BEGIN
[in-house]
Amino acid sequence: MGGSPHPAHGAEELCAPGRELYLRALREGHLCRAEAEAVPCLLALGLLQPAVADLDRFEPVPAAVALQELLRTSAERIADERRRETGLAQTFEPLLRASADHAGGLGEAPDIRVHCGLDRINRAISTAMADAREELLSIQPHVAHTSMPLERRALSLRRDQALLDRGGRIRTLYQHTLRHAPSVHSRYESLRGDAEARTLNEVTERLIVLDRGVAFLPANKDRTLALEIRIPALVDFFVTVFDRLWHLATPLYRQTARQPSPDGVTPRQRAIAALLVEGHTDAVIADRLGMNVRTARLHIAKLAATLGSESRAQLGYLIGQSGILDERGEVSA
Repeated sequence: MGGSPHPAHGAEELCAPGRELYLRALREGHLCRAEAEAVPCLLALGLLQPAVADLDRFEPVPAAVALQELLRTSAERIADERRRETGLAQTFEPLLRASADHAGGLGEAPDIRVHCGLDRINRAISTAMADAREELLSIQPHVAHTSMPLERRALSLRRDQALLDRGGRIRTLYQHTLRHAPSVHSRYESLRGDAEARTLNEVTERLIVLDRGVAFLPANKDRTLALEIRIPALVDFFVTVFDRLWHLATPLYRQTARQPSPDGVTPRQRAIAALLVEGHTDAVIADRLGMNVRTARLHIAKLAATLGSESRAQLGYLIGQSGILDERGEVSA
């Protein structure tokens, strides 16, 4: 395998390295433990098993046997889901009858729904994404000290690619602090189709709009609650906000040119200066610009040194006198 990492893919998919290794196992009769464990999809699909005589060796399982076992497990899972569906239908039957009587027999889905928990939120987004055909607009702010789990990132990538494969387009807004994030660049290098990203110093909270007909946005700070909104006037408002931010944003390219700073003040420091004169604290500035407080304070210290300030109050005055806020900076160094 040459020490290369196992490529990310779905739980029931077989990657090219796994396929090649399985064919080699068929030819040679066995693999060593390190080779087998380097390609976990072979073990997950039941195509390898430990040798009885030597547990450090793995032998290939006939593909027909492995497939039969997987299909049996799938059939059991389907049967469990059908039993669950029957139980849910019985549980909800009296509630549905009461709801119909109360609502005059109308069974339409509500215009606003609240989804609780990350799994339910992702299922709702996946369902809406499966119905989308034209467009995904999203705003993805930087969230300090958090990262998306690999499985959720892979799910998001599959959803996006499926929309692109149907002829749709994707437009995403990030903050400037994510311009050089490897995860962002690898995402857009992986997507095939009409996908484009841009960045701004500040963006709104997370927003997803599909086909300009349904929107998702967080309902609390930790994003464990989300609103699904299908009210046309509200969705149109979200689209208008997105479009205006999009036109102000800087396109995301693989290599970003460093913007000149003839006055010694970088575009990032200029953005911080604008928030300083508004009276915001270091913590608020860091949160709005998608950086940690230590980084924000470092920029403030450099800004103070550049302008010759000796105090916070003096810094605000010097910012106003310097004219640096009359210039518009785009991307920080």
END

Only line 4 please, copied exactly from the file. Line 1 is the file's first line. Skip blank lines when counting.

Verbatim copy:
């Protein structure tokens, strides 16, 4: 395998390295433990098993046997889901009858729904994404000290690619602090189709709009609650906000040119200066610009040194006198 990492893919998919290794196992009769464990999809699909005589060796399982076992497990899972569906239908039957009587027999889905928990939120987004055909607009702010789990990132990538494969387009807004994030660049290098990203110093909270007909946005700070909104006037408002931010944003390219700073003040420091004169604290500035407080304070210290300030109050005055806020900076160094 040459020490290369196992490529990310779905739980029931077989990657090219796994396929090649399985064919080699068929030819040679066995693999060593390190080779087998380097390609976990072979073990997950039941195509390898430990040798009885030597547990450090793995032998290939006939593909027909492995497939039969997987299909049996799938059939059991389907049967469990059908039993669950029957139980849910019985549980909800009296509630549905009461709801119909109360609502005059109308069974339409509500215009606003609240989804609780990350799994339910992702299922709702996946369902809406499966119905989308034209467009995904999203705003993805930087969230300090958090990262998306690999499985959720892979799910998001599959959803996006499926929309692109149907002829749709994707437009995403990030903050400037994510311009050089490897995860962002690898995402857009992986997507095939009409996908484009841009960045701004500040963006709104997370927003997803599909086909300009349904929107998702967080309902609390930790994003464990989300609103699904299908009210046309509200969705149109979200689209208008997105479009205006999009036109102000800087396109995301693989290599970003460093913007000149003839006055010694970088575009990032200029953005911080604008928030300083508004009276915001270091913590608020860091949160709005998608950086940690230590980084924000470092920029403030450099800004103070550049302008010759000796105090916070003096810094605000010097910012106003310097004219640096009359210039518009785009991307920080």